- We have talked about being stabbed with needles and I think the next couple of sentences are always heard…“Hi I need to do an ABG test on you, don’t worry I always get the first time” which is normally followed with “Sharp scratch”. Ok people let me tell you about ABG’s………. an arterial blood gas test is a blood gas test of blood taken from an artery that measures the amounts of certain gases (such as oxygen and carbon dioxide) dissolved in arterial blood. An ABG test usually involves a radial artery puncture using a thin needle and syringe and drawing a small volume of blood. This is normally take from your wrist and it is the most painful thing I have EVER experienced. It is rarely got the first time, they have to dig about the site to find the artery and hit nerves, tendons and sometimes even bone. These have made me cry, scream in pain (something if you know my pain threshold is pretty impressive), in fact I have at some points refused them. So Doc… we know it isn’t a sharp scratch, in fact I prefer you not to tell me when you are about to do it, just bloody do it, PLEASE do not tell us you always get it first time, as every person is different, just let it be awesome if you do. If you don’t get it after 2/3 times ask someone else … or get the ultrasound, my arteries are stabbed a lot, they know it is coming, they will not play ball.
- “Do you think you could do a peak flow?”, “your not doing the peak-flow right” The peak flow test (peak expiratory flow test or PEF) measures how fast you can breathe out, so you can see how well your lungs are working. So Doc… I am going to give you a heads up I am in RESUS as I can’t breathe… how do you think my lungs are working right now? I know I didn’t do X years to study to be where you are, but I have lived with this for a long arse time. If I am in RESUS having an attack, I am going to tell you my lungs are not working at all well. Please do not try and get me to blow into one especially 3 times, I can barely breathe as it is. Oh and heads up….. this will not help you diagnose an asthma attack, it is useful to predict and see trends if one is coming, it is also useful to have a reading to see how you are after an attack and if you are good to be discharged but please please please stop trying to get us to do one during and attack we will just throw it at you.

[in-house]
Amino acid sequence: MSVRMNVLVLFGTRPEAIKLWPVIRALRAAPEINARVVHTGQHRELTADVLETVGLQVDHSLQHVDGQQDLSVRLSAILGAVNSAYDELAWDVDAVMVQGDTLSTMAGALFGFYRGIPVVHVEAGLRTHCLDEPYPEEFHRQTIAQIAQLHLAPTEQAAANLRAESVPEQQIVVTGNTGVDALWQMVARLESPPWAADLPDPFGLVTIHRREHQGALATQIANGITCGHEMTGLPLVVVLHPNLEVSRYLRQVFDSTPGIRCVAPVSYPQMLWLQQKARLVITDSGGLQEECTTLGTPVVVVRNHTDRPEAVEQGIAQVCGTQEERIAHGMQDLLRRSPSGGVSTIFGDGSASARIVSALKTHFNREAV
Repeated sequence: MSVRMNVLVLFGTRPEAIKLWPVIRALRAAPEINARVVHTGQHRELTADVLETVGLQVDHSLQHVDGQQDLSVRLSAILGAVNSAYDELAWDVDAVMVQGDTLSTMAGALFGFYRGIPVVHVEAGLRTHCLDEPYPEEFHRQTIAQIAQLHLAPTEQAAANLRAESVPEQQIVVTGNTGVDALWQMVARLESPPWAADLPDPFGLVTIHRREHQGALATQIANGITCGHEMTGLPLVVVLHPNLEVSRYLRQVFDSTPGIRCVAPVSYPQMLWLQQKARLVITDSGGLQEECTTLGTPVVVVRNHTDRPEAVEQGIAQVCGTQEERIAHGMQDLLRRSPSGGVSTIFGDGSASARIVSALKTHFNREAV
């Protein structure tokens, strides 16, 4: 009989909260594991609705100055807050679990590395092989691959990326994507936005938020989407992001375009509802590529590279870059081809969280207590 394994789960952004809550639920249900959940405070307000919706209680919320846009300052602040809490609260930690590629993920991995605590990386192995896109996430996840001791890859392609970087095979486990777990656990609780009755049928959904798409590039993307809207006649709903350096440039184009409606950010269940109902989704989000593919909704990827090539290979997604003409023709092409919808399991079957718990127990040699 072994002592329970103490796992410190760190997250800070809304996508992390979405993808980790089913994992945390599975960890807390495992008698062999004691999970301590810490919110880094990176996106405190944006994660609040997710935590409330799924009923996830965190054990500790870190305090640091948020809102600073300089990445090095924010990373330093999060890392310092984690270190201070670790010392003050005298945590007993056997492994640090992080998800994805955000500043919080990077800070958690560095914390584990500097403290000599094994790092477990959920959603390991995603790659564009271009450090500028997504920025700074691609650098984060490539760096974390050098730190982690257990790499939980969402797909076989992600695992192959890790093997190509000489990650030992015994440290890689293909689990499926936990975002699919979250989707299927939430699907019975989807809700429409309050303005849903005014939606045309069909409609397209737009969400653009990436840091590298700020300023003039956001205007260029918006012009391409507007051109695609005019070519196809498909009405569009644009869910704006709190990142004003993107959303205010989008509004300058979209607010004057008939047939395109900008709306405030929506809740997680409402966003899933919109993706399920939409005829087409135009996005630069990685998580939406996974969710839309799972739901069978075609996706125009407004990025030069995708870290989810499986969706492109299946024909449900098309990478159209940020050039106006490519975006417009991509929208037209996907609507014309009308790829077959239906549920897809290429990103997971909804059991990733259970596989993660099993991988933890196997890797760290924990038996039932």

- “your stats are fine, so don’t worry”, “your stats are fine this isn’t an attack” or the one I hear a lot…. “your stats are great, I don’t think this is your asthma, maybe a panic attack”.… normally just before my stats will plummet. So, when we get into RESUS we are hooked up to machines left right and center. These are some of the wires that check Heart Rates, Oxygen SpO2 levels, resp, Blood Pressure and the like. Now I am like MANY asthmatics, our Sp02 levels will show as pretty ok, maybe about the 95% mark. But time and time again this has not matched with my blood gases, or in a few seconds dropped significantly.
- This often comes with “I can’t hear a wheeze, are you sure you have asthma?” Or other useful comments on wheezing. Well I am going to rock your world… I am an asthmatic, I know a lot of them, not all of us present with an wheeze, in fact I love it when I do… normally I have silent chest more than anything as I cant move any air in/out of my lungs. A wheeze is a possible sign but not a must have to show an asthma attack, oh and when we do have a noisy one please don’t ask us to “quieten the wheeze so you can hear” guess what? We have no control over the wheeze. we can’t make it stop any more than we can make it appear.
- “My that’s a lot of medication. Are you sure you need all that?” I love this one, an despite handing them a list of medications with timing and dosage the constant questions on it all, including why you take them…. this is all whilst you are in a pretty bad way with an attack. On the ward we are used to medication reviews, but right now… please don’t start trying to review the crap we need to take, please just deal with what is going on. If you need to check if we took it all then yep go ahead, but please don’t start advising us.
This is by far not everything but most of the time we just have to roll our eyes and just not let it get to us, it is even worse on the wards if you are in a place where you are told “it is just asthma”, or told time and time again that your symptoms are not part of the check box. Guess what hospital team we already know that, that’s why I am on all the medications, why you ventilate us so much and why when we are trying to tell you something please listen. We have been through this a billion times, we are trying to help you and we are working with you….. but you need to listen. No one wants ABG’s or Arterial Lines put in, no one wants to be ventilated or struggle for 6/7 hours to breathe, none of us want to do back-to-back nebulisers and none of us really want to be asked/told anything above.
What would help is you putting on a fan or trying to cool us down, maybe hold our hand if no one is there during an ABG or Art Line, maybe just maybe be there when we are tired and say it is going to be ok. We know you have a really hard job to do and we do thank you for saving our lives countless times.
I would like to thank the support networks we have on the forum for some of the above gems, but also it really has highlighted that considering the amount of people with Asthma, how we all present slightly differently that the medical services are still very rigid in how they approach asthmatics. If you have any more gems about things said in RESUS please let me know and I will add them to the list … it is funny how we all experience the same.